U.S. bishops told to refocus on simplicity
BALTIMORE — The Vatican ambassador to the United States, addressing American bishops at their first national meeting since Pope Francis was elected, said on Monday they should not “follow a particular ideology” and should make Roman Catholics feel more welcome in church.
Archbishop Carlo Maria Vigano noted the challenges from broader society to Christian teaching. He cautioned that the bishops' witness to faith would be undermined if they failed to live simply. Francis, in office for eight months, has captured attention for eschewing some of the pomp of the papacy, including his decision to live in the Vatican hotel and his use of an economy car.
“There has to be a noticeable lifestyle characterized by simplicity and holiness of life. This is a sure way to bring our people to an awareness of the truth of our message,” said Vigano, the apostolic nuncio based in Washington.
In a September interview, Francis said Catholic leaders should give greater emphasis to compassion and mercy, arguing the church's focus on abortion, marriage and contraception has been too narrow and alienating. For the last several years, the public sessions of the fall bishops' assembly have centered on those hot-button social issues. This year's meeting gave the first glimpse of how that message is resonating among American leaders.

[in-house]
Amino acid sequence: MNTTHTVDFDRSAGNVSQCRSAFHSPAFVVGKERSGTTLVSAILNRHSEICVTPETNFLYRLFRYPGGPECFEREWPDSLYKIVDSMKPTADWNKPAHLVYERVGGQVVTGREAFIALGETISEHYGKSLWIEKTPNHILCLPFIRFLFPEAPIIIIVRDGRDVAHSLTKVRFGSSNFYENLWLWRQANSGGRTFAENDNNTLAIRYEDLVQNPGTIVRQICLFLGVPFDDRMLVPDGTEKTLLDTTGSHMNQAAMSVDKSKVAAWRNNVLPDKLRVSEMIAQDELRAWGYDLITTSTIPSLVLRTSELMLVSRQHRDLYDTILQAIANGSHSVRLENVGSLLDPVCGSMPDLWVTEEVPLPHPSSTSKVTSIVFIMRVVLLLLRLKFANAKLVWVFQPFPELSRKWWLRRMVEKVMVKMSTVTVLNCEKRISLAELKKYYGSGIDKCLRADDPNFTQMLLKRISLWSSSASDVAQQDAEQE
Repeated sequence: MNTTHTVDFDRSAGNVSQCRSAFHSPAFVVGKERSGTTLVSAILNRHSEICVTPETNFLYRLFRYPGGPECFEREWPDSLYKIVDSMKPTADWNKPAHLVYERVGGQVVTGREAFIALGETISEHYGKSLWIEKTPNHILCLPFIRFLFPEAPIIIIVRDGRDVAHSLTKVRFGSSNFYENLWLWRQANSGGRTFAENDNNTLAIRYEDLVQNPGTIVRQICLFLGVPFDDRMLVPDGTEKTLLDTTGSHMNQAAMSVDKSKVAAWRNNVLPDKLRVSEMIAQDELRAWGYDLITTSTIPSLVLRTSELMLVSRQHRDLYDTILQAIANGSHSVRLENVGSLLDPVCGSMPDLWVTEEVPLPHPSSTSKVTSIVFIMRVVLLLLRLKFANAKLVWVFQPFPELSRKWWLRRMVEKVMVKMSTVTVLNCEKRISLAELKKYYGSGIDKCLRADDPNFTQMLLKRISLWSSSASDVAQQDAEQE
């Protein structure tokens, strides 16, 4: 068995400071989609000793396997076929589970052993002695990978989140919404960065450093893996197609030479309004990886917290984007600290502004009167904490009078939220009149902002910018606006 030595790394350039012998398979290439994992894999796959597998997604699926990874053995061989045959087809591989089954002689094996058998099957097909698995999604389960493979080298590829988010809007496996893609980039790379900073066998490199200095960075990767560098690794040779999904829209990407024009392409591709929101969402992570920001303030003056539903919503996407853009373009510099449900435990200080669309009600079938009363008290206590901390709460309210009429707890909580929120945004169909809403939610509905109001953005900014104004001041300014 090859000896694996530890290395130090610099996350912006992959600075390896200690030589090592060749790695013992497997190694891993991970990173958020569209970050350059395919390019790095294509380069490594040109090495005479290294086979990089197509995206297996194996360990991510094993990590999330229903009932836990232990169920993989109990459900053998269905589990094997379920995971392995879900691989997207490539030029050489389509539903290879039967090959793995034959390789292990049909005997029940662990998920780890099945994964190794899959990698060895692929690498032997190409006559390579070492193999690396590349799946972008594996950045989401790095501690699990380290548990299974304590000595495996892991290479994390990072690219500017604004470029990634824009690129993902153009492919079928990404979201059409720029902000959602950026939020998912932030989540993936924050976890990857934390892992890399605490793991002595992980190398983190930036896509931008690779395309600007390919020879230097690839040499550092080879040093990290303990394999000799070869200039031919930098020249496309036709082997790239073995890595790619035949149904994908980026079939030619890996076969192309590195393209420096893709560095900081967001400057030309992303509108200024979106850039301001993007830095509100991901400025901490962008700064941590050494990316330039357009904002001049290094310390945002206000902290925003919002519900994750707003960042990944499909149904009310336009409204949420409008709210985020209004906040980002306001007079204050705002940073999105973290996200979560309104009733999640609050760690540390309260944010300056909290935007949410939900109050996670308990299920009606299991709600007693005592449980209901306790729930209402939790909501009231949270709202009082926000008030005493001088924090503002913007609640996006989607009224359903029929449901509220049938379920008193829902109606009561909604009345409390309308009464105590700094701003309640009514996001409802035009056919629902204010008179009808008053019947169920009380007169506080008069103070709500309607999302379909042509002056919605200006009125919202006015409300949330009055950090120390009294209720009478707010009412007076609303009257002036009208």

New York Cardinal Timothy Dolan, president of the U.S. Conference of Catholic Bishops, dedicated his speech to persecuted Christians overseas, asking the bishops to make international religious freedom a top priority. He made only a passing reference to the bishops' own religious freedom campaign, and then only to say that their struggles “pale in comparison” to the plight of Christians and others overseas.
Dozens of Catholic charities and dioceses, along with evangelical colleges and others, are suing the Obama administration over a requirement that employers provide health insurance that includes contraceptive coverage. The bishops say the religious exemption to the rule violates the religious freedom of nonprofit and for-profit employers. The issue is expected to reach the Supreme Court.
Dolan said in a news conference his speech was not a shift from that fight — but an expansion of it. “It's almost raised our consciousness to say we can't stop here.”
But Mathew Schmalz, religious studies professor at College of the Holy Cross in Worcester, Mass., said highlighting the fight with the Obama administration would be seen as out of step with Francis' message, especially at a time when the Vatican is moving away from a European focus. Francis is the first pope from Latin America.
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